Virtual veins? Hooray!!!

You can feel the needle go through the skin; you can put it in the skin and lift it out, you can feel the soft skin and muscles and you can scratch the bone if you put it in the knuckle.

I

fear injections, and what I fear even more than injections is young nurses who practise on my poor veins. I usually end up with arms covered with bruises. But this article on BBC News gives me hope. Nurses will be able to practise on virtual hands with complex vein structure. Don’t rejoice too early, the tactile 3D virtual reality system is not yet in use but might appear in real hospitals next year.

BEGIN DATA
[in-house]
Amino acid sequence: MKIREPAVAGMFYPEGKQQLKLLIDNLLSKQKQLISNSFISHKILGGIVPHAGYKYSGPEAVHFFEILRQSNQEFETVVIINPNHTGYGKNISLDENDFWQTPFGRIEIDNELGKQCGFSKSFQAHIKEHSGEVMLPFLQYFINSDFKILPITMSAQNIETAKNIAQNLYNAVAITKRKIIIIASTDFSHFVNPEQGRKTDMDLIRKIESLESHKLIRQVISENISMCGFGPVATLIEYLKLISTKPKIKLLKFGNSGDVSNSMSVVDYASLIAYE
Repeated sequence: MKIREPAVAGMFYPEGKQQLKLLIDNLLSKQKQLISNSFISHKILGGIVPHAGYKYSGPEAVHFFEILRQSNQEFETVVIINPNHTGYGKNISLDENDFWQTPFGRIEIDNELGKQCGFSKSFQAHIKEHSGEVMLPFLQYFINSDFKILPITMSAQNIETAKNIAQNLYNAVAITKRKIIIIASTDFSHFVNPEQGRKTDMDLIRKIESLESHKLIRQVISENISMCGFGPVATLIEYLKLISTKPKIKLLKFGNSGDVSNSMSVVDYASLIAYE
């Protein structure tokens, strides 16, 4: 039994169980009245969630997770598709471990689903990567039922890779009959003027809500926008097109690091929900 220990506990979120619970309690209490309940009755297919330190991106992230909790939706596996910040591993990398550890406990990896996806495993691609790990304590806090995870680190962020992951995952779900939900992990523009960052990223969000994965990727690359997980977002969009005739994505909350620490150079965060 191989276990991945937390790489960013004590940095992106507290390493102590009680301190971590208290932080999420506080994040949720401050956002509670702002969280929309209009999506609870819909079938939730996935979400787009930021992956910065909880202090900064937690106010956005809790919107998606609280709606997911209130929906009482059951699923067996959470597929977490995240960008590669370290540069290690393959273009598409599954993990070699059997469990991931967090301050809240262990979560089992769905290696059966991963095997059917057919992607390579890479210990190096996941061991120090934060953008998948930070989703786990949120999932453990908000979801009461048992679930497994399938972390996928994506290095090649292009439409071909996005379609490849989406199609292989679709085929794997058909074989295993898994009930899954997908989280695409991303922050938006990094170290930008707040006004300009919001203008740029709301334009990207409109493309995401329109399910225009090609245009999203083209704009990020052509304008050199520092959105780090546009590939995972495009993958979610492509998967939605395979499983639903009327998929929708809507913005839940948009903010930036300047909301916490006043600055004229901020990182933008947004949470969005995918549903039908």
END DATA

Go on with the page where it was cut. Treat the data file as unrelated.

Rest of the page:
This is apparently called haptics technology. Until today, I had never heard of haptic simulation. Here is how they define it at VICcrs4. While the visual and auditory systems are only capable of sensing, the haptic sense is capable of both sensing what it is happening around the human being and of acting on the environment. This makes it an indispensable part of many human activities and thus, in order to provide the realism needed for effective applications, VR systems need to provide inputs to, and mirror the outputs of, the haptic system. The primary input/output variables for the haptic sense are displacements and forces.
Tomorrow, surgery will be a breeze… ?

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